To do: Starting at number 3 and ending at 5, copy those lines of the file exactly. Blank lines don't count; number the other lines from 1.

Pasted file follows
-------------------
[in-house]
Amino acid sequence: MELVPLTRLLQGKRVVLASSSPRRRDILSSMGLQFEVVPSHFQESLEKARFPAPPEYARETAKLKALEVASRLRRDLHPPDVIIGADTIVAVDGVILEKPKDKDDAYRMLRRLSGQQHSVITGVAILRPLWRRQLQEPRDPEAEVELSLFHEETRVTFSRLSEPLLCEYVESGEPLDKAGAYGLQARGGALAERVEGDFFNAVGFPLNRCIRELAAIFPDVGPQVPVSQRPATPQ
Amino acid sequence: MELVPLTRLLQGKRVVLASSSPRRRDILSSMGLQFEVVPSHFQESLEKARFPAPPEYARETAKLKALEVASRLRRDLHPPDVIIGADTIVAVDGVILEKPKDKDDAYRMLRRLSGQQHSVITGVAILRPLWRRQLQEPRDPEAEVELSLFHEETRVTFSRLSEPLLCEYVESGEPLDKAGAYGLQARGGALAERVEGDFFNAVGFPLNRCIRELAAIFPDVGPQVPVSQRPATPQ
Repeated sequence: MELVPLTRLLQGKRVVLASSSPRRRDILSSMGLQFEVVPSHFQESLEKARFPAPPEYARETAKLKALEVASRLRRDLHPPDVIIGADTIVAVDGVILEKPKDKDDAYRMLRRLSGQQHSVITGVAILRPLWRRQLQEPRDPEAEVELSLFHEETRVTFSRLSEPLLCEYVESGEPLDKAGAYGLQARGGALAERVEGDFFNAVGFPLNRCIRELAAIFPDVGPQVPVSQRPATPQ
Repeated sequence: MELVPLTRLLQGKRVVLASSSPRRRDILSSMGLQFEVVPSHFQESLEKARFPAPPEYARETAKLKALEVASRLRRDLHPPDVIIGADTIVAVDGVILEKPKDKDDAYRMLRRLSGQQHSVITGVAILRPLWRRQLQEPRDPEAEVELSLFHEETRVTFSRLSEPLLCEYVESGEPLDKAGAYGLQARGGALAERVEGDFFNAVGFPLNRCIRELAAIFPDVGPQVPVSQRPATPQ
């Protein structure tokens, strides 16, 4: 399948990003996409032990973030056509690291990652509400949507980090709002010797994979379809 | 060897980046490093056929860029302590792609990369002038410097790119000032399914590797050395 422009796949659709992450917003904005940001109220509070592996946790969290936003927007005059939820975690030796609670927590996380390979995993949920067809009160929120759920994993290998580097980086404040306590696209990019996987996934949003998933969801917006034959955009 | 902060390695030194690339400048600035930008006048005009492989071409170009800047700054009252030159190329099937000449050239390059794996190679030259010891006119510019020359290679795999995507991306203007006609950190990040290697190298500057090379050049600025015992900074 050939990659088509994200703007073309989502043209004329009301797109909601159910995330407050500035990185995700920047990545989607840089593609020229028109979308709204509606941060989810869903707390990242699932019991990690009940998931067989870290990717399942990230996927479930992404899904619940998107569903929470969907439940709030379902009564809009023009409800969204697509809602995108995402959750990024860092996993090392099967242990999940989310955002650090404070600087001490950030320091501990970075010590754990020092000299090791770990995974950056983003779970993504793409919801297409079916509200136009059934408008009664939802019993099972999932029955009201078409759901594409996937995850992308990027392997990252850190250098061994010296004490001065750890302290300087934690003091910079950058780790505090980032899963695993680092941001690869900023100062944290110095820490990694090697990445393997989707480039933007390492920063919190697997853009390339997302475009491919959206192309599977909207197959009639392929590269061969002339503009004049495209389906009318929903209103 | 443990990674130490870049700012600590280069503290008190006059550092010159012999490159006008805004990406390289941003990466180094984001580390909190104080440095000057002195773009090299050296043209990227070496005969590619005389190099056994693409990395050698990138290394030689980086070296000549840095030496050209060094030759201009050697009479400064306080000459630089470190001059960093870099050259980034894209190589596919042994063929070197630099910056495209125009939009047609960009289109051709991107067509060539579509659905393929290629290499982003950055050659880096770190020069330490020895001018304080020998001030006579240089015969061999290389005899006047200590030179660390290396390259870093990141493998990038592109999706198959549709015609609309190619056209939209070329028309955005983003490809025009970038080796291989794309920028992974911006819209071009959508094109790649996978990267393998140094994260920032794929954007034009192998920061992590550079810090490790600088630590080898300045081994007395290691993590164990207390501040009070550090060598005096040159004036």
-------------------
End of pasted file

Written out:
Amino acid sequence: MELVPLTRLLQGKRVVLASSSPRRRDILSSMGLQFEVVPSHFQESLEKARFPAPPEYARETAKLKALEVASRLRRDLHPPDVIIGADTIVAVDGVILEKPKDKDDAYRMLRRLSGQQHSVITGVAILRPLWRRQLQEPRDPEAEVELSLFHEETRVTFSRLSEPLLCEYVESGEPLDKAGAYGLQARGGALAERVEGDFFNAVGFPLNRCIRELAAIFPDVGPQVPVSQRPATPQ
Repeated sequence: MELVPLTRLLQGKRVVLASSSPRRRDILSSMGLQFEVVPSHFQESLEKARFPAPPEYARETAKLKALEVASRLRRDLHPPDVIIGADTIVAVDGVILEKPKDKDDAYRMLRRLSGQQHSVITGVAILRPLWRRQLQEPRDPEAEVELSLFHEETRVTFSRLSEPLLCEYVESGEPLDKAGAYGLQARGGALAERVEGDFFNAVGFPLNRCIRELAAIFPDVGPQVPVSQRPATPQ
Repeated sequence: MELVPLTRLLQGKRVVLASSSPRRRDILSSMGLQFEVVPSHFQESLEKARFPAPPEYARETAKLKALEVASRLRRDLHPPDVIIGADTIVAVDGVILEKPKDKDDAYRMLRRLSGQQHSVITGVAILRPLWRRQLQEPRDPEAEVELSLFHEETRVTFSRLSEPLLCEYVESGEPLDKAGAYGLQARGGALAERVEGDFFNAVGFPLNRCIRELAAIFPDVGPQVPVSQRPATPQ